Dr. Geschke had a way of “looking around the corner,” said Shantanu Narayen, Adobe’s current chief executive. “Civilization is all about written material,” he said. “Chuck and John brought that into the modern era.”

Charles Matthew Geschke was born in Cleveland, on Sept. 11, 1939. His mother, Sophia (Krisch) Geschke, worked for the Cleveland bankruptcy court as a paralegal. His father, Matthew, was a photoengraver, helping to prepare the plates needed to print newspapers and magazines.

Matthew Geschke often told his son that there were two things he should avoid: the printing business and the stock market. For a time,


Courtesy of Dana Angluin

Stanley Eisenstat, professor of computer science, died on Dec. 17 at the age of 76, after a two-and-a-half-week stay at a Yale New Haven Hospital intensive care unit where he was being treated for a pulmonary embolism.

Eisenstat had taught computer science at Yale for almost 50 years. He joined Yale’s faculty in 1971 and served as director of undergraduate studies for the Department of Computer Science.

He received his bachelor’s degree from Case Institute of Technology in 1966 — Case later merged with Western Reserve University to form Case Western Reserve University — and completed


A young Bill English sits at an old 1960s computer terminal in this 1960s archive photoImage copyright
SRI International

Image caption

Bill English was the engineer who took the “rough notes” of an idea and built the first mouse

The co-creator of the computer mouse, William English, has died aged 91.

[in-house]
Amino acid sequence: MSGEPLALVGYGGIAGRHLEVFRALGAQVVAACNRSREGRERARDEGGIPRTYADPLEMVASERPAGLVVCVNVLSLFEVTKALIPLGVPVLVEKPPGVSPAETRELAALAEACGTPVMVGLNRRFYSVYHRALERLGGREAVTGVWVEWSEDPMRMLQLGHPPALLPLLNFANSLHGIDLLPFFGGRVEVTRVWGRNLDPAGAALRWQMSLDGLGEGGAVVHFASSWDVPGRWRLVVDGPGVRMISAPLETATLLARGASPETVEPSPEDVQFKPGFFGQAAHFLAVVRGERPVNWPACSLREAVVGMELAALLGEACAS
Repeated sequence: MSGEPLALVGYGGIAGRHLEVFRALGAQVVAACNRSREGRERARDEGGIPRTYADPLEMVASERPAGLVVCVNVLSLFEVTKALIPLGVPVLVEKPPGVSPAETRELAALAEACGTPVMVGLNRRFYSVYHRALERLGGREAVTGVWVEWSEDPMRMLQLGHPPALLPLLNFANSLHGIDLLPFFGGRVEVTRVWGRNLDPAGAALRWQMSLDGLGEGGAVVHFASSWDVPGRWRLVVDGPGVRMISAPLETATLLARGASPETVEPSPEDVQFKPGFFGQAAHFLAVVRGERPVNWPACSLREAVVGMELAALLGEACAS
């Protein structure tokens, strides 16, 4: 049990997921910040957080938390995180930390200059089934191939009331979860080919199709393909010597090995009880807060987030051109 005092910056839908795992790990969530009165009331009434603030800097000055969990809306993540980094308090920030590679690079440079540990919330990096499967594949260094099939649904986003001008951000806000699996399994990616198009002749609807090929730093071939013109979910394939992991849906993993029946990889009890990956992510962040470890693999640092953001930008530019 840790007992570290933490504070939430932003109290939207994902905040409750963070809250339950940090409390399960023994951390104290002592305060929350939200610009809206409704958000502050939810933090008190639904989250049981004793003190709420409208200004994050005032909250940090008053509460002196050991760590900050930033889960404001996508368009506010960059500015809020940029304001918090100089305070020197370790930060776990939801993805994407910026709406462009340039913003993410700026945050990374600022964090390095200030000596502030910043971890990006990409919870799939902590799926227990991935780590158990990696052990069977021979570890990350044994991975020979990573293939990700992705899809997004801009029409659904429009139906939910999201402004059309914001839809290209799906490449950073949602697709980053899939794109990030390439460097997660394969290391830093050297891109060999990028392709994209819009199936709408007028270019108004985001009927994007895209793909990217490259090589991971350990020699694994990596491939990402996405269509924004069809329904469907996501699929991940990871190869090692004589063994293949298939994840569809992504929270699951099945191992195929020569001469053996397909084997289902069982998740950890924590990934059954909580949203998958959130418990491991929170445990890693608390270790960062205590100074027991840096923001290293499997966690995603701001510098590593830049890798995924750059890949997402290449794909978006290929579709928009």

The engineer and inventor was born in 1929 in Kentucky and studied electrical engineering at university before joining the US Navy.

He built the first mouse in 1963, using an idea put forward by his colleague Doug Engelbart while the pair were working on early computing.

It would only become commonplace two decades later, when personal home computers became popular.

Mr English’s death was


Charles R. Cook, a National Federation of the Blind computer programmer who designed technological solutions for Braille translation, died of cancer July 2 at Stella Maris Hospice. The South Baltimore resident was 73.

“Charlie was a great person, who number one, was a man who lived life to the fullest and found everything to be an adventure that had to be lived daily,” said Mark A. Riccobono, who since 2014 has been president of the National Federation of the Blind.

“He was a very friendly and warm person, and when he talked to you, you knew you had his full



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